At precisely 1:00 pm, when the rows of white chairs are full to overflowing, and large numbers still stand in the back, the chaplain and master of ceremonies mounts the podium. His opening words call the listeners to remembrance, to honor the 343 who gave their lives nine years ago in the World Trade Center attacks. Silence falls, saturated with the emotions of those who know what this moment, what that sacrifice, means. The chaplain begins to pray, petitioning protection for those who put their lives in danger every day, praying peace and comfort on the families and friends who have been left behind. The prayer ends and in the moment that follows the hum of bagpipes fills the silence. Slowly, solemnly, pipers representing fire departments from around the country march into view, followed by flag bearers carrying the banners of the departments who have lost members in the last year. Row after row fills in, a mass of colors heartbreaking in its density.

After the long procession is ended, the crowd comes to attention and the sea of fire fighters salute the flags overhead while the national anthem is sung. As the last note fades, the thunder of jets overtakes the crowd as Air Force pilots perform an aerial salute. As they disappear from view, the crowd is seated. The marble wall, backdrop to the statue, is engraved with the names of the 2274 fire fighters who have died in the line of duty since the memorial was established in 1976. Those gathered there have come to commemorate the 136 names that this year will be added to the wall. They are more than names however. Behind each engraving is a story, a man or woman who made the ultimate sacrifice, a family who still bears that hardest of burdens. That is why they are here, to insure that those stories are not forgotten, that the price the fallen paid is remembered.

Fourteen at a time, the flag bearers march to the front of the crowd, each accompanied by another department member bearing a folded flag. In the silence, the only sound is the snap of flags in the breeze. They begin to read: Orice “Randy” H. Miller, Ventura, CA; John J. Doherty, Chelsea, MA; Richard F. Smith, Houston, TX and the list goes on. As each name is read, it is accompanied by the sound of a bell, a single toll. In early fire departments, it was a bell that rang the beginning of the day and that alerted the fire fighters of a call. A bell was also rung at the completion of the call, signaling that the danger was passed. For some though, this final bell was not to be. So now, as they honor those who never heard that final bell, it clangs with each name.

When a name is read, the family of the fire fighter stands and are presented with the folded flag. Watching those who rise, it is striking how many are themselves in uniform, fathers, sons, or brothers, who answered the call together, but are now left to carry on alone. So also, mothers, wives, children, rise to receive the tribute flag. A brother and sister, no older than ten, stand with their mother and are handed their father’s flag. After the flag has been presented, the carrier takes a step back, with tears in his eyes, and salutes gravely, a world of meaning in a simple gesture.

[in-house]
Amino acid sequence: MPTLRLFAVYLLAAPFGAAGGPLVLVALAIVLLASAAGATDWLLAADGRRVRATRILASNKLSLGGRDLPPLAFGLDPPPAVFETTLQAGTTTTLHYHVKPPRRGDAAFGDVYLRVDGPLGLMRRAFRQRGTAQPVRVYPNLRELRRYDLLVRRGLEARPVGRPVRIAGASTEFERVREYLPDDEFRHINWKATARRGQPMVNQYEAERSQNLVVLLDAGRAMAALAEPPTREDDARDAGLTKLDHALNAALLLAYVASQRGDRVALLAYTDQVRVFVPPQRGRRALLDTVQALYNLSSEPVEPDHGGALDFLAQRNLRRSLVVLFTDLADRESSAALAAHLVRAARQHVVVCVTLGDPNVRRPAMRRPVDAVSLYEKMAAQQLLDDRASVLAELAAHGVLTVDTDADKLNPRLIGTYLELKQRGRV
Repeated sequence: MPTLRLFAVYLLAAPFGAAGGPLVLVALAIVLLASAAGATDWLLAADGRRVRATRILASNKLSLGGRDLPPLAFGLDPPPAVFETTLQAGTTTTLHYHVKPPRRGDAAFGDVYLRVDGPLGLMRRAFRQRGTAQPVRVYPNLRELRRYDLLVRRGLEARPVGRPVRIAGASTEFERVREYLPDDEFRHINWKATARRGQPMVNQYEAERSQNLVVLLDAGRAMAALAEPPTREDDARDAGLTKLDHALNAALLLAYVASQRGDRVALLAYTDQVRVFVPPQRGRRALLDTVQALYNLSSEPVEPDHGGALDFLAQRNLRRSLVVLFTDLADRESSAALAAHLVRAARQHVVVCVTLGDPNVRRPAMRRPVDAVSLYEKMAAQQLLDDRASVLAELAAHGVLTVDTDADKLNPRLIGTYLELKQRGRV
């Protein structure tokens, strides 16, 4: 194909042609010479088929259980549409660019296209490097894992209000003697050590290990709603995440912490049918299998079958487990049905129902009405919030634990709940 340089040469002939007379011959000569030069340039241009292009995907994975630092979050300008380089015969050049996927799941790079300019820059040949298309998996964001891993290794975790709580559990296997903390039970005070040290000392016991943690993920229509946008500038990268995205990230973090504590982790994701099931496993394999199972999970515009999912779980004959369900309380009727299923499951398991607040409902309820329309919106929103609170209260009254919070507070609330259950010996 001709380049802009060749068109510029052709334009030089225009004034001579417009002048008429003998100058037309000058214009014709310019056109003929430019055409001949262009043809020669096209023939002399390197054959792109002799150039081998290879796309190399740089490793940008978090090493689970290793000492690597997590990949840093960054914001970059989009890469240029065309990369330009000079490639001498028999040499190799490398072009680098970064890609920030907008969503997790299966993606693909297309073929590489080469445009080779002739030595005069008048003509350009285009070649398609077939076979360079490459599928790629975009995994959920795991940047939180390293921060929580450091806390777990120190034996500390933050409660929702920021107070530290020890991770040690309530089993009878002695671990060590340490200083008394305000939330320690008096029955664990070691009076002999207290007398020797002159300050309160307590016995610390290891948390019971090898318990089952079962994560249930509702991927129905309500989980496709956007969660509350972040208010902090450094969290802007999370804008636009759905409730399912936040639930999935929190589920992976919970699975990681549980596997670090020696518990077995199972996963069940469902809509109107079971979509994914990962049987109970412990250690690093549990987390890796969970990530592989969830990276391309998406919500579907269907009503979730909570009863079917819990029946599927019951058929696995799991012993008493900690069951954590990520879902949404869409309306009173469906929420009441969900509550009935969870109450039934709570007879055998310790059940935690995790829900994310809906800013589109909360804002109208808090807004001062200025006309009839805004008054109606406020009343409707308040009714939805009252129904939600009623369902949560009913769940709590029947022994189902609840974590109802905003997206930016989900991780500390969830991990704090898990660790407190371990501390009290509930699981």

What is especially striking about the list of names is that of the 136, only 84 of them died in active duty. The other 52 succumbed to occupational diseases, honored as line of duty deaths. To an outside observer, the risks of a fire fighting career may seem obvious. It is dangerous work no doubt, running into burning buildings when anyone else would run out. What most don’t realize is that even those who survive the immediate dangers face still greater challenges. A wife sends her husband off every three days, knowing full well he may not return, but even if he does, the risk does not end there. Heart attacks, lung cancer, other stress related diseases, these are only some of what fire fighter takes on when he chooses that life. The price they pay for lightening others’ burdens is that they shoulder that burden themselves. Smoke inhalation, exposure to toxins, post-traumatic stress syndrome, all are occupational hazards. A fire fighter’s life span is typically five to ten years shorter than the average person. The death toll for fire fighters felled by the 9-11 tragedy is still mounting, as the long term results are only now becoming obvious. This is the price that not only they, but also their families pay, for the good of those around them. This is the sacrifice that they willingly make, that others may live.

So the names are read, far too many of them; the bell tolls, far too many times; the crowd stands and watches, feel the late summer sun burn down, unable to turn away, riveted by the families’ faces as sorrow and pride mingle in their tears. When the list is complete, the bell rings out a final call, three times, three times again. The mournful notes of taps swell in the air, echoing the emotions that swell in the hearts of those who watch. The flags are lowered to half mast, a visible reminder that this group is incomplete, with loved ones and friends missing from its ranks. The choir sings: “The last full measure of devotion/Beyond the call of duty were their deeds/The last full measure of devotion/They gave themselves to serve the greater need.” The ceremony comes to a close and the crowd, quiet with the solemnity of the moment, turns to go, but for the families and fellow fire fighters of those who were honored here, the journey alone has only begun. The country may stand in remembrance one day a year, but for them it is impossible to forget, because every day is a reminder of what they have sacrificed, a reminder of those for whom the final bell has rung.